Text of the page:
Welcome, world travelers, adventurers and intrepid internet explorers! The site for The Secret Guide to Alternative Beijing is now officially live. As some of you know, we leaked a few shorts before the holidays, but now it’s time to get your faces ready for our first burst of content – not unlike the burst of a juicy soup dumpling. Did you know that we got our producer totally hooked during the shoot? It’s true, and now she’s a glob-trotting soup dumpling expert. But we digress.
As we said, this is only our first installment of content, with dozens more videos to be released over the coming weeks. Through the words of artists, punk rockers, indie kids, fashion designers, bar owners, gallerists and your mischievous hostesses, The Secret Guide to Alternative Beijing will continue to open windows into Beijing’s underground.
Look forward to interviews with the owner of Beijing’s premier gay club, a free speech activist, a private atelier visit with rising avant garde fashion star, Vega Wang, a bourbon-and-rain-soaked jaunt through Beijing’s best secret bars, vintage shopping with Shien, a visit to the famed abandoned amusement park, Wonderland, with Zoetica, and more. It’s fair to say we have many visual, aural and culinary delights in store for you.
As you peruse what we’ve published so far, please take some time to leave us feedback – tell us what you love and what you want more (or less) of. We wouldn’t be here without your support, and we want to hear from you.
Now, let’s have a look at what The Secret Guide has to offer this time around – right this way!
Getting around Beijing
Even with good command of the Chinese language, Beijing can be a difficult city to navigate. We can help.
BARS & MUSIC
Black Eyeliner at Dada Bar
Black Eyeliner is Beijing’s premier dark music monthly and Alexander Chow is the elfin master of ceremonies behind the event. He’s also the creative director of Chinese Vogue. The concept materialized in 2011, over beers with cofounder/DJ, Benjamin Bacon and mutual friend, Philana Woo, who named the event. We sat down at Black Eyeliner’s new home, DaDa Bar, to talk with Alex and fellow DJ (and history teacher), Kyle Page, about Western misconceptions of China, the rise of Beijing music, fashion, and the white savior complex.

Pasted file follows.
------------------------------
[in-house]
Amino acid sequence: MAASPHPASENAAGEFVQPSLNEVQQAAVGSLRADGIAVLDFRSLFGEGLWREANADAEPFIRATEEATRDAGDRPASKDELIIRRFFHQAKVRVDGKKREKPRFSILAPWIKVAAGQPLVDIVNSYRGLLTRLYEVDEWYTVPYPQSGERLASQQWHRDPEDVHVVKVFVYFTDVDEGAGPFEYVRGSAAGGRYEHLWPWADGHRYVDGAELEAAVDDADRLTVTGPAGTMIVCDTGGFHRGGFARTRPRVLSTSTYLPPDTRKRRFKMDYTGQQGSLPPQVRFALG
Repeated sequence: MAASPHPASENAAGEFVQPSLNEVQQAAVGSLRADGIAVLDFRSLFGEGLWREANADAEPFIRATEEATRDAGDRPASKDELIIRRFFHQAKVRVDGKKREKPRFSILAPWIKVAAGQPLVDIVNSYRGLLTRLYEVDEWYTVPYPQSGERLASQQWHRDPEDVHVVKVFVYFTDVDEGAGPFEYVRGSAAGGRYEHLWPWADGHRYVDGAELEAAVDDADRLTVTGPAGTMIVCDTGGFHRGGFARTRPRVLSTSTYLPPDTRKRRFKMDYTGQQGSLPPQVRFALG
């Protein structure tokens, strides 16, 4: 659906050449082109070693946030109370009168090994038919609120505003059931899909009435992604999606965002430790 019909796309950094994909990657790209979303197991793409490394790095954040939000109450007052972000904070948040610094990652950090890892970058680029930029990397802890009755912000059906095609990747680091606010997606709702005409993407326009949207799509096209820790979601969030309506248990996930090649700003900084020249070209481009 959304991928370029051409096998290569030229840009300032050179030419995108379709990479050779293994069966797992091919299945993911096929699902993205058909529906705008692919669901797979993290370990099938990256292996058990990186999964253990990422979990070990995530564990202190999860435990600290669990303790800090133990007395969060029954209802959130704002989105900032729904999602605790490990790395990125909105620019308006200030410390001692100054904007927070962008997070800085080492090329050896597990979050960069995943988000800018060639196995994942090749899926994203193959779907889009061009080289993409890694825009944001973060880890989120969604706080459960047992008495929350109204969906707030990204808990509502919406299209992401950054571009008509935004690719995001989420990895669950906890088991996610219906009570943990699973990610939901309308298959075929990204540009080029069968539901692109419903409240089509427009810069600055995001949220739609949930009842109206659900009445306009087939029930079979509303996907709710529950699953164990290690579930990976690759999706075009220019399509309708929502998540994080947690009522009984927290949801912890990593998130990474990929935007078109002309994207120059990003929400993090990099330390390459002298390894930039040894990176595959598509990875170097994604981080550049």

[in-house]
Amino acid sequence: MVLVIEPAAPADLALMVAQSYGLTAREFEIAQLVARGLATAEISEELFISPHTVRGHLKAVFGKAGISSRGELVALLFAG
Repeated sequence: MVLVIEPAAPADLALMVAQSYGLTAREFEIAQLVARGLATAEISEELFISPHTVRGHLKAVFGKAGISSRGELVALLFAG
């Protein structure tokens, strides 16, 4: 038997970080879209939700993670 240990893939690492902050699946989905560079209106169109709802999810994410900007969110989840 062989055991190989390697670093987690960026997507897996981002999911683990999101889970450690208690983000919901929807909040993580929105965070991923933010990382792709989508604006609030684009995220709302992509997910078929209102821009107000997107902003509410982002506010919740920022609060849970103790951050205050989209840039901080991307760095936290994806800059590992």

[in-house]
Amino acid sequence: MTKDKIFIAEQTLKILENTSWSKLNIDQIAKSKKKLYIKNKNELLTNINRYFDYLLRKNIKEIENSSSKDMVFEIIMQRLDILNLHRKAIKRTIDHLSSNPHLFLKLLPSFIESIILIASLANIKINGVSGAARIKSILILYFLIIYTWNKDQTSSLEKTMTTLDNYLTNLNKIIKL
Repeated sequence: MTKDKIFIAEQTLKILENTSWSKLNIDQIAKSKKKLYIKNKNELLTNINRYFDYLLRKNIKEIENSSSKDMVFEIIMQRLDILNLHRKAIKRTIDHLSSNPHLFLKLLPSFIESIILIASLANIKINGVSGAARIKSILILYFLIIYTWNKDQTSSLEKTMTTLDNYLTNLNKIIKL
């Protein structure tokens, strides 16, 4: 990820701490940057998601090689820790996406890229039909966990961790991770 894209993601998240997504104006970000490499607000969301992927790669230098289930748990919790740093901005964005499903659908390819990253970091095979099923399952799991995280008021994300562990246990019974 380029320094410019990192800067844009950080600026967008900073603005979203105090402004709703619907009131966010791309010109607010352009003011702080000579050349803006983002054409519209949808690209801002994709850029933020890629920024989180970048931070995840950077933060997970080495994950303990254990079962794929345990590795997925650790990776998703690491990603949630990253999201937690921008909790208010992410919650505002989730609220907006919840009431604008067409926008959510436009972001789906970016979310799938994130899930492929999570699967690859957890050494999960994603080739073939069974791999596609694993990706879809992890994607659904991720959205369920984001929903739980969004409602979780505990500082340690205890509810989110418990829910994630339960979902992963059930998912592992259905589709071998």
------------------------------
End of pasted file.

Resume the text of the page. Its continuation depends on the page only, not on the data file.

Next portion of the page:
Chen Man has been bending rules and augmenting reality at the forefront of Chinese fashion photography for over a decade. Here, she discusses changing mediums, art world acceptance, pioneering the Chinese fashion scene and about using the visual language she’s developed to change the world.
CaoChangDi Art Village – Meg Maggio
Caochangdi is a haven for artists and other creative-minded folk about an hour from Beijing’s city-center. Check out our interview with Meg Maggio, owner-director of Pekin Fine Arts and long-time Caochangdi resident.
Studio Visit with Artist Zhang Qiang
Those interested in veering even further off the beaten path will love IOWA: a compound of greenhouses just outside of the Caochangdi, converted into artist live-and-work spaces. Here, IOWA-based artist Zhang Qiang showes us around and talks about his art, as well as the challenging role of contemporary artists in China.
Birdhead – Shanghai Artist Duo
We sat down with photographers Song Tao and Ji Weiyu of Birdhead, to talk about collaboration and priorities amidst the onset of fame.
Meng Jin Hui, Head of Vice Magazine Beijing
Meng Jin Hui sat down with us at his shiny new office to contextualize Beijing’s emerging youth culture.
We caught up with Trixie Royale and Lulu Galore before one of their swing dance classes at CD Blues for a rooftop interview about what it’s like to cultivate an inherently subversive art form in China.
Shanghai: 1933 Slaughterhouse
It’s hard to believe this gorgeous Escheresque building in the historic Hongkou District was originally intended for herding cows to their doom, single-file. This was the very first video we shot, so pardon the blank stares and and funny smell.
DongHuaMen – Beijing’s Culinary Gauntlet
Donghuamen is a night market specializing in exotic, unusual snacks, catering primarily to out-of-towners. Shien and Zo braved rows of steaming pots and mystery meats to sample locusts, snake skin, a hairy spider, a scorpion, and perhaps the scariest of all snacks, stinky tofu – all for your entertainment.
We visited a secret restaurant during its soft opening in August 2012 and tasted mouthwatering tacos while owner Kin Hong let’s us in on the secret of his house salsa recipe.
Monica’s Jia (Monica’s Home)
If you miss Western culture, go to Monica’s: a cafe modeled after an apartment from the famous American sitcom, Friends.
Xia Fa Ji Restaurant
Weak from hunger and jet lag, Xia Fa Ji Restaurant was our salvation at the end of a 14 hour flight to the other side of the world.
Cha’s Restaurant – Cantonese Diner
Cha’s Restaurant is renowned for faithfully recreating an authentic Hong Kong “cha canting” dining experience in the style of the 1950s.